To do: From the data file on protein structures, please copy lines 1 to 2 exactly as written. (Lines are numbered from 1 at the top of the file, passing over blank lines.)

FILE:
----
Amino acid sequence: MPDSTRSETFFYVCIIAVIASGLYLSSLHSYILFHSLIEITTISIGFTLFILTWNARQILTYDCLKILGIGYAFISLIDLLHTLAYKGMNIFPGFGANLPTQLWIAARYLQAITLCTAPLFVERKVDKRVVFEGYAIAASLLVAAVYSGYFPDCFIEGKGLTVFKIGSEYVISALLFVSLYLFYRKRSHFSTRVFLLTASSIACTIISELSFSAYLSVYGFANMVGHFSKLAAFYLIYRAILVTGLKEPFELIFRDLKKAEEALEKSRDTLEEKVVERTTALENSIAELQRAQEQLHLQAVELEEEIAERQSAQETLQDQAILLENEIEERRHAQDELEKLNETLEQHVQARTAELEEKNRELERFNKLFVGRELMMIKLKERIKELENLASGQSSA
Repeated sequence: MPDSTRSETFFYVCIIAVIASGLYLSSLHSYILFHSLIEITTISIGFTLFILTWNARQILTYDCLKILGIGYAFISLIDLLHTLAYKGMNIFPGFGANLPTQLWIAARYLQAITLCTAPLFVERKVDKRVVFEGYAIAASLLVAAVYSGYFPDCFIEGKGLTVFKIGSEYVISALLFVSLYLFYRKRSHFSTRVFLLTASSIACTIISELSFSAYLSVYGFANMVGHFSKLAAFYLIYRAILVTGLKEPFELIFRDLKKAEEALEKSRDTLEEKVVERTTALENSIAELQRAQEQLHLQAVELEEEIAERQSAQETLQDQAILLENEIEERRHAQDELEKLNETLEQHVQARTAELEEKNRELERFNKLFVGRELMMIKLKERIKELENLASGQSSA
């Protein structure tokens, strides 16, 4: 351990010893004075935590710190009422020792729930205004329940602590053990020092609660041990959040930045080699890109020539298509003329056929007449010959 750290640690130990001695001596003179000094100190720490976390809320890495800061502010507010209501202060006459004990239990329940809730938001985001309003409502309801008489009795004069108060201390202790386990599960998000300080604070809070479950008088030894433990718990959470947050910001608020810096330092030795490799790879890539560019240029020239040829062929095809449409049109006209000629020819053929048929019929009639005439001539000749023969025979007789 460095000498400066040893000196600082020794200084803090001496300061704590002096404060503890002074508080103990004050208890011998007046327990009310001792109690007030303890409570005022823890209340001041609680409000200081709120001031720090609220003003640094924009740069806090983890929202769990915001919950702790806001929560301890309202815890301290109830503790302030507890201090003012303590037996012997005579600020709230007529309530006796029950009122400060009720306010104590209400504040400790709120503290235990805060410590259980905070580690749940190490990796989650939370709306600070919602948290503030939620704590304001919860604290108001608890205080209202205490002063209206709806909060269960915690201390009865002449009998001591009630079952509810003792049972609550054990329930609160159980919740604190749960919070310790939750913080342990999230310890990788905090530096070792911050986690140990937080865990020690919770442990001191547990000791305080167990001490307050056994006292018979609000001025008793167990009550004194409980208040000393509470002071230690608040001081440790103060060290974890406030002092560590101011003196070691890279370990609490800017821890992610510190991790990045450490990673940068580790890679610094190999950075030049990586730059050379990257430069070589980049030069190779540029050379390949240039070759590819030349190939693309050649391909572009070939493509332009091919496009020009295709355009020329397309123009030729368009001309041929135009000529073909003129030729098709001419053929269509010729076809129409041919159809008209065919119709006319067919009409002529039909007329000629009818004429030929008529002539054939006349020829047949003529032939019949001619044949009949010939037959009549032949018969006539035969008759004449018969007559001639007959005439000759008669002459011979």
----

Amino acid sequence: MPDSTRSETFFYVCIIAVIASGLYLSSLHSYILFHSLIEITTISIGFTLFILTWNARQILTYDCLKILGIGYAFISLIDLLHTLAYKGMNIFPGFGANLPTQLWIAARYLQAITLCTAPLFVERKVDKRVVFEGYAIAASLLVAAVYSGYFPDCFIEGKGLTVFKIGSEYVISALLFVSLYLFYRKRSHFSTRVFLLTASSIACTIISELSFSAYLSVYGFANMVGHFSKLAAFYLIYRAILVTGLKEPFELIFRDLKKAEEALEKSRDTLEEKVVERTTALENSIAELQRAQEQLHLQAVELEEEIAERQSAQETLQDQAILLENEIEERRHAQDELEKLNETLEQHVQARTAELEEKNRELERFNKLFVGRELMMIKLKERIKELENLASGQSSA
Repeated sequence: MPDSTRSETFFYVCIIAVIASGLYLSSLHSYILFHSLIEITTISIGFTLFILTWNARQILTYDCLKILGIGYAFISLIDLLHTLAYKGMNIFPGFGANLPTQLWIAARYLQAITLCTAPLFVERKVDKRVVFEGYAIAASLLVAAVYSGYFPDCFIEGKGLTVFKIGSEYVISALLFVSLYLFYRKRSHFSTRVFLLTASSIACTIISELSFSAYLSVYGFANMVGHFSKLAAFYLIYRAILVTGLKEPFELIFRDLKKAEEALEKSRDTLEEKVVERTTALENSIAELQRAQEQLHLQAVELEEEIAERQSAQETLQDQAILLENEIEERRHAQDELEKLNETLEQHVQARTAELEEKNRELERFNKLFVGRELMMIKLKERIKELENLASGQSSA